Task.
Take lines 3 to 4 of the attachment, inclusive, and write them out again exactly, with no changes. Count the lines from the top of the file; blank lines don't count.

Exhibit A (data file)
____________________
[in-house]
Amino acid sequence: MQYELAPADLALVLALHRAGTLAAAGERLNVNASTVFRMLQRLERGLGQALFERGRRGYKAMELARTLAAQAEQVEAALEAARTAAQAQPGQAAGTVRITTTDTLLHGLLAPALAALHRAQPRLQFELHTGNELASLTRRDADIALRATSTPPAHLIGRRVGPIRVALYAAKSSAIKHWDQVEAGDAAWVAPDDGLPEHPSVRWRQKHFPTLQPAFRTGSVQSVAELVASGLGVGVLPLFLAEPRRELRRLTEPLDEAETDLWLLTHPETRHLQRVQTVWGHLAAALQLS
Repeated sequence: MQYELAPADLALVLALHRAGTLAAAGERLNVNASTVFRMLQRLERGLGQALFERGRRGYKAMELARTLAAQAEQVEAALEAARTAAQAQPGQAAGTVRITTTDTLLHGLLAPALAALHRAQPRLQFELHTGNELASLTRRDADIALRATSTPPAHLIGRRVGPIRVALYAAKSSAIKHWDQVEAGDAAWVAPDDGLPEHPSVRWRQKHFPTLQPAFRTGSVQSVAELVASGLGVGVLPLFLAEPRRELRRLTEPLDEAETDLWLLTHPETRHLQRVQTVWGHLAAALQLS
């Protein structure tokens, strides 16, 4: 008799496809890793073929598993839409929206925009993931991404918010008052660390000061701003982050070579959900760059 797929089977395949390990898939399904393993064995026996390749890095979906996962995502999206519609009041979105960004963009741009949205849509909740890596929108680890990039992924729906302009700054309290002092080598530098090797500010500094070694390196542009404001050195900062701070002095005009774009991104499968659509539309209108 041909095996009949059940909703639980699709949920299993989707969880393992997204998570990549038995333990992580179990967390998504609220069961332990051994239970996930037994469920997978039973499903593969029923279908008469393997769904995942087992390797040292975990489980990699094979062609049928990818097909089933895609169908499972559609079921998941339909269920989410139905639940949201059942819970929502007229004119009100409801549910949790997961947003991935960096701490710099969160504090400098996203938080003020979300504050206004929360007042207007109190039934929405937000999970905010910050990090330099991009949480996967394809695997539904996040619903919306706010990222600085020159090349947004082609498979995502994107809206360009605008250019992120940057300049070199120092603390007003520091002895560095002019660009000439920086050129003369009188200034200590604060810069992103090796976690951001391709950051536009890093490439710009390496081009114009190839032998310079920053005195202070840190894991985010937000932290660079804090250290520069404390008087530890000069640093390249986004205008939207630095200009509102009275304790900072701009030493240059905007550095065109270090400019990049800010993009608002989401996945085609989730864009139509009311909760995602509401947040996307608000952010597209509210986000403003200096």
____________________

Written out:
Repeated sequence: MQYELAPADLALVLALHRAGTLAAAGERLNVNASTVFRMLQRLERGLGQALFERGRRGYKAMELARTLAAQAEQVEAALEAARTAAQAQPGQAAGTVRITTTDTLLHGLLAPALAALHRAQPRLQFELHTGNELASLTRRDADIALRATSTPPAHLIGRRVGPIRVALYAAKSSAIKHWDQVEAGDAAWVAPDDGLPEHPSVRWRQKHFPTLQPAFRTGSVQSVAELVASGLGVGVLPLFLAEPRRELRRLTEPLDEAETDLWLLTHPETRHLQRVQTVWGHLAAALQLS
């Protein structure tokens, strides 16, 4: 008799496809890793073929598993839409929206925009993931991404918010008052660390000061701003982050070579959900760059 797929089977395949390990898939399904393993064995026996390749890095979906996962995502999206519609009041979105960004963009741009949205849509909740890596929108680890990039992924729906302009700054309290002092080598530098090797500010500094070694390196542009404001050195900062701070002095005009774009991104499968659509539309209108 041909095996009949059940909703639980699709949920299993989707969880393992997204998570990549038995333990992580179990967390998504609220069961332990051994239970996930037994469920997978039973499903593969029923279908008469393997769904995942087992390797040292975990489980990699094979062609049928990818097909089933895609169908499972559609079921998941339909269920989410139905639940949201059942819970929502007229004119009100409801549910949790997961947003991935960096701490710099969160504090400098996203938080003020979300504050206004929360007042207007109190039934929405937000999970905010910050990090330099991009949480996967394809695997539904996040619903919306706010990222600085020159090349947004082609498979995502994107809206360009605008250019992120940057300049070199120092603390007003520091002895560095002019660009000439920086050129003369009188200034200590604060810069992103090796976690951001391709950051536009890093490439710009390496081009114009190839032998310079920053005195202070840190894991985010937000932290660079804090250290520069404390008087530890000069640093390249986004205008939207630095200009509102009275304790900072701009030493240059905007550095065109270090400019990049800010993009608002989401996945085609989730864009139509009311909760995602509401947040996307608000952010597209509210986000403003200096």